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Dilemma: what gift should I take to a dinner party?

Jo Brand / 21 June 2017

A reader asks agony aunt Jo Brand for advice on what gift is best to take to a dinner party.

Choosing wine for a dinner party
A reader is unsure what is appropriate to take to a dinner party

Dilemma: I'm not sure what gift to take to a dinner party

Just what are the rules about taking something to a dinner party? I think a bottle of wine is a good show but my wife insists on one white, one red, chocolates and flowers for the hostess. It ends up costing more than the meal we’re about to eat!

Jo Brand's advice

Why doesn’t she throw in a puppy or a small car just for good measure? I am absolutely with you on this one.

The problem is that there are so many rules, there are no rules. Read a posh etiquette book and it’ll give you the year of the champagne you should take, while other sources will tell you something very different.

Present-giving is getting completely out of control and it’s got to stop. One bottle of wine or a bunch of flowers really is adequate. Also, between people who know one another… well, this can tend to escalate into a ‘top you’ competition.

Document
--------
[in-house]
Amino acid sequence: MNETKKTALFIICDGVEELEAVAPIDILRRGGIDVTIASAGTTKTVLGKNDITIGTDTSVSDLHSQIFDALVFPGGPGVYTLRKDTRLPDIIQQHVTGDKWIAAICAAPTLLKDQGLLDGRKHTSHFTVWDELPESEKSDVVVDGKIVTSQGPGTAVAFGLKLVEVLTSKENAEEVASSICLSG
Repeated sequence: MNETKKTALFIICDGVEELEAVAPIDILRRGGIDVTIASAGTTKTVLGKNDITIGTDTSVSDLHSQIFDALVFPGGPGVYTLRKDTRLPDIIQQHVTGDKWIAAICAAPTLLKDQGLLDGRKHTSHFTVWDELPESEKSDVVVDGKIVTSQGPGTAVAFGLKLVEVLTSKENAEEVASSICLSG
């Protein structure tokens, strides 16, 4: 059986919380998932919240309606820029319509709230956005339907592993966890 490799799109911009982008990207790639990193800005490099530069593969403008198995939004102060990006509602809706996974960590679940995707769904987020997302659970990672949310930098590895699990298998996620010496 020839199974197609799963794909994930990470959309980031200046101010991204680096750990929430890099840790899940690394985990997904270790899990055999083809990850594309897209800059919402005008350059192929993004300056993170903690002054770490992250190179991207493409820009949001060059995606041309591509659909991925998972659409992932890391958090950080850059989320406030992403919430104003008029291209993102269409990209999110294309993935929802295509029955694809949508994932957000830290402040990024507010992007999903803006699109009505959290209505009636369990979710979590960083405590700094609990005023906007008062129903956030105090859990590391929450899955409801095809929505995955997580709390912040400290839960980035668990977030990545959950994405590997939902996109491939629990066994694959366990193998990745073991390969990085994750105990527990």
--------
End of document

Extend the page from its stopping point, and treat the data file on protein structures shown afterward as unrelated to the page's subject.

People appreciate guests who are thoughtful about their gift. So, personally chosen flowers trump a scraggy bunch of wilting yellowness wrapped in Cellophane from a service station. A handpicked bunch of flowers or even a little bouquet from your garden means more, I think, to most people.

Occasionally, when I’m feeling brave, or can persuade one of my kids to do it, we take homemade cake or biscuits, showing we have put in a bit of effort.

See if you can’t persuade your wife to put a little more effort and a little less dosh into gifts – and hope your friends follow suit when you reciprocate.

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The opinions expressed are those of the author and are not held by Saga unless specifically stated.

The material is for general information only and does not constitute investment, tax, legal, medical or other form of advice. You should not rely on this information to make (or refrain from making) any decisions. Always obtain independent, professional advice for your own particular situation.

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